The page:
an aside

This is a nice stand-alone entry about some memories I have conjured up. While in Elementary school I considered the group of kids that lived in nearby subdivisions to be my best friends. I would go over there to play on weekends and hang out. There were two subdivisions, the kids from each subdivision didn't really interact with each other, and I lived right between the two on a private drive.

I spent the most time at my friend J's house. Despite being physically shorter, he was the neighborhood kingpin, so to speak, and most people looked up to him. Little did I realize just how low I was on the totem pole with these groups. I can remember going to a pool with them and being abandoned. Sure, I was never the most fit kid, but I was always picked near the end of every backyard sports draft. Any time I had an opinion, it was unlikely to be heard. Even the kids that were younger than me tried to pick on me.

As soon as we moved on to middle school, J and the others quickly cut ties with me as their new-found popularity couldn't be weighted down by having such an outcast friend. I made a new group of more accepting and less accepted friends, and in some ways became one of the kingpins of my new group. This wasn't getting me very far, but luckily I was able to move away after my Freshman year of high school and reinvent myself at a new school. This move was good for me, but I cannot forget my roots.

I recently reestablished contact with J and a few of the other friends from my Elementary days. It was nice to hear from them again, but also evident that they had no desire to even be acquaintances online. I guess it is pretty disappointing that a stigma developed in Junior High can have such a lasting effect on someone's psyche. I don't know if I am talking about myself or my old friend. I guess in a lot of ways I am a little bitter now...and just saddened by how shallow our friendship must have been all of those years. And once there was popularity to be had, what a tarnish I was on their reputations.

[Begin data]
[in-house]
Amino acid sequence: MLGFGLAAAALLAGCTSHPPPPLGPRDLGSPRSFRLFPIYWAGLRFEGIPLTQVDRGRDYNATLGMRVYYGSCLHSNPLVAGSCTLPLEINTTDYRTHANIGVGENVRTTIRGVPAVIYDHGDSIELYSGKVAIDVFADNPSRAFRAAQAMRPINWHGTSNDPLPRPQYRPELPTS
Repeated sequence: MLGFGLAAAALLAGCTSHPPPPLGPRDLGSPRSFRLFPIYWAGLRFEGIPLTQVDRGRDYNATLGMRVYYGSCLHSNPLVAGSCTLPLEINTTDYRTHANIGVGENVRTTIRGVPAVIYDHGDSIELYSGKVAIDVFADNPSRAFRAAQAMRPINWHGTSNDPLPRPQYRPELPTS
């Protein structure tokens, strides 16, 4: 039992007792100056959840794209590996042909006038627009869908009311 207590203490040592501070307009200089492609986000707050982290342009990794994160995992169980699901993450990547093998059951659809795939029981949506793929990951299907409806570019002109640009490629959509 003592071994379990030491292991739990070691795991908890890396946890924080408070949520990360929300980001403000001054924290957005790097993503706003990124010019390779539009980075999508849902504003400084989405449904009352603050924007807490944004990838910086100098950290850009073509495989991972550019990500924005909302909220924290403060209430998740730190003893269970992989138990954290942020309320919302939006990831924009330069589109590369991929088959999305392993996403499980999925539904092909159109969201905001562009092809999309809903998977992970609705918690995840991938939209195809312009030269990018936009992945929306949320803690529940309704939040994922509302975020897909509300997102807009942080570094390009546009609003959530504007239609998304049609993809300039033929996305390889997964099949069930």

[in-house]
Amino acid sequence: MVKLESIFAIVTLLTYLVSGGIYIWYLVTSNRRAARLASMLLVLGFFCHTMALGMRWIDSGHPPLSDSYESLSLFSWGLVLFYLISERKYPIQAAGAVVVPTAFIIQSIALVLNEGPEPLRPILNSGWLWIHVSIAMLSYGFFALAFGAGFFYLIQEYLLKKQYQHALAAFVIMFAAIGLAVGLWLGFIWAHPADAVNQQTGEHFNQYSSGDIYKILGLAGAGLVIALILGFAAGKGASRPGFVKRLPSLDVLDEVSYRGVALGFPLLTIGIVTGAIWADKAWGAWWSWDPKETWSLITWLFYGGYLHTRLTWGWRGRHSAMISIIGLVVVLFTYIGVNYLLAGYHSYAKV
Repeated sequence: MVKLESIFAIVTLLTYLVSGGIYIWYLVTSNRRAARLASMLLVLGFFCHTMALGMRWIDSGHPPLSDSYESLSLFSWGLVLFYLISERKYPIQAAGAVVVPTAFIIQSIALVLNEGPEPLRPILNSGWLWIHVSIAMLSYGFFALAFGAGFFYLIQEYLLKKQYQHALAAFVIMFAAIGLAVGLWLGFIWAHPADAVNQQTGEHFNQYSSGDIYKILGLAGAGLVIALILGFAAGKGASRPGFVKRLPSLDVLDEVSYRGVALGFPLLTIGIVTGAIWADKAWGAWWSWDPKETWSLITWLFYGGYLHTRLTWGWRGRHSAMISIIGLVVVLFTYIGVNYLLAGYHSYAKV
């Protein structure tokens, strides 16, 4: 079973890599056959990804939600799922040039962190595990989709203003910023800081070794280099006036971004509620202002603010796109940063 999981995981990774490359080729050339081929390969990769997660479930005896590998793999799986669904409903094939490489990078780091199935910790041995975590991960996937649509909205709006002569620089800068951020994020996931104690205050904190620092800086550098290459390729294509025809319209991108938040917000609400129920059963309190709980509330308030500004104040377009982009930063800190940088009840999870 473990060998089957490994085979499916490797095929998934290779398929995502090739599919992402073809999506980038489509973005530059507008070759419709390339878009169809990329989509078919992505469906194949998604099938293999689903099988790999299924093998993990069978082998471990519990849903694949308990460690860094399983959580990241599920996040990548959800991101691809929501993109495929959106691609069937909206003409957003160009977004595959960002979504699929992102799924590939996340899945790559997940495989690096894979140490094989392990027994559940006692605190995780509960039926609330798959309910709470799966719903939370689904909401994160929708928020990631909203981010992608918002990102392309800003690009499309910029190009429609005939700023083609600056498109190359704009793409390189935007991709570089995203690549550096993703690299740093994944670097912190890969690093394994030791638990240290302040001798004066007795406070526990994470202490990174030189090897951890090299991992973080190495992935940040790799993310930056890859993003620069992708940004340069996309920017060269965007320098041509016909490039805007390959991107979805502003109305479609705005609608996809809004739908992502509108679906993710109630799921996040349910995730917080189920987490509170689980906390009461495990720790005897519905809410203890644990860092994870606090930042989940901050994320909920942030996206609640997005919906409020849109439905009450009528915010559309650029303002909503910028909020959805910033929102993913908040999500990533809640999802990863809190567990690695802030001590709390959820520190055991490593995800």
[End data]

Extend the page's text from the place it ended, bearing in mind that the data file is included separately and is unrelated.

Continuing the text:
I think despite all of this I have turned out fairly normal...If anything it has helped me to see through the facade of forced social situations and helped me to realize the unpleasant and selfish person that perceived popularity can create. I think for a lot of people, they peak too soon and never reach that point again.

At the rate I am going, I doubt I will ever peak. It is more like a gradual plateau. All I know is that I don't talk to anyone that I knew before college anymore, and that is probably the best thing I have ever done for myself. When you are forced to be friends with people you might not otherwise get along with, you are given just that, a forced friendship. Very little is real about it, and the relationships that you make seldom last.

Thanks for that lesson, J, and all of the other people that I was once convinced were really my friends. I wonder how you fared?


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